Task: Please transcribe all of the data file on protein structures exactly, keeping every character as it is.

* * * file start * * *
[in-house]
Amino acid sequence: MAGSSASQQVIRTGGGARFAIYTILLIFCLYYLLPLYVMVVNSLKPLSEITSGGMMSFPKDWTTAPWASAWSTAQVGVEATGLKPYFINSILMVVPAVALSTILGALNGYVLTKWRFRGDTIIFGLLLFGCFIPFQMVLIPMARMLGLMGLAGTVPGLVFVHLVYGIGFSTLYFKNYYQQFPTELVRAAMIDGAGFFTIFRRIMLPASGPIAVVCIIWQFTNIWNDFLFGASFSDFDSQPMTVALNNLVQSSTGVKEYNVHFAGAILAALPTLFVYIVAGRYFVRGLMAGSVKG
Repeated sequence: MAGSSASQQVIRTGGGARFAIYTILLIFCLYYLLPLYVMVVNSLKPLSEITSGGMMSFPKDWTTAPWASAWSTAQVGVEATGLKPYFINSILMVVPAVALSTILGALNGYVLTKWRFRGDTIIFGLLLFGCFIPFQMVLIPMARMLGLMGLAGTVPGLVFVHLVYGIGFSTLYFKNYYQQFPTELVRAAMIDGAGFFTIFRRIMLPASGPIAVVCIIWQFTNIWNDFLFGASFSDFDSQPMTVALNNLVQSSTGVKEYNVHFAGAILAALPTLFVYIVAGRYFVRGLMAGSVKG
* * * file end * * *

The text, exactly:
[in-house]
Amino acid sequence: MAGSSASQQVIRTGGGARFAIYTILLIFCLYYLLPLYVMVVNSLKPLSEITSGGMMSFPKDWTTAPWASAWSTAQVGVEATGLKPYFINSILMVVPAVALSTILGALNGYVLTKWRFRGDTIIFGLLLFGCFIPFQMVLIPMARMLGLMGLAGTVPGLVFVHLVYGIGFSTLYFKNYYQQFPTELVRAAMIDGAGFFTIFRRIMLPASGPIAVVCIIWQFTNIWNDFLFGASFSDFDSQPMTVALNNLVQSSTGVKEYNVHFAGAILAALPTLFVYIVAGRYFVRGLMAGSVKG
Repeated sequence: MAGSSASQQVIRTGGGARFAIYTILLIFCLYYLLPLYVMVVNSLKPLSEITSGGMMSFPKDWTTAPWASAWSTAQVGVEATGLKPYFINSILMVVPAVALSTILGALNGYVLTKWRFRGDTIIFGLLLFGCFIPFQMVLIPMARMLGLMGLAGTVPGLVFVHLVYGIGFSTLYFKNYYQQFPTELVRAAMIDGAGFFTIFRRIMLPASGPIAVVCIIWQFTNIWNDFLFGASFSDFDSQPMTVALNNLVQSSTGVKEYNVHFAGAILAALPTLFVYIVAGRYFVRGLMAGSVKG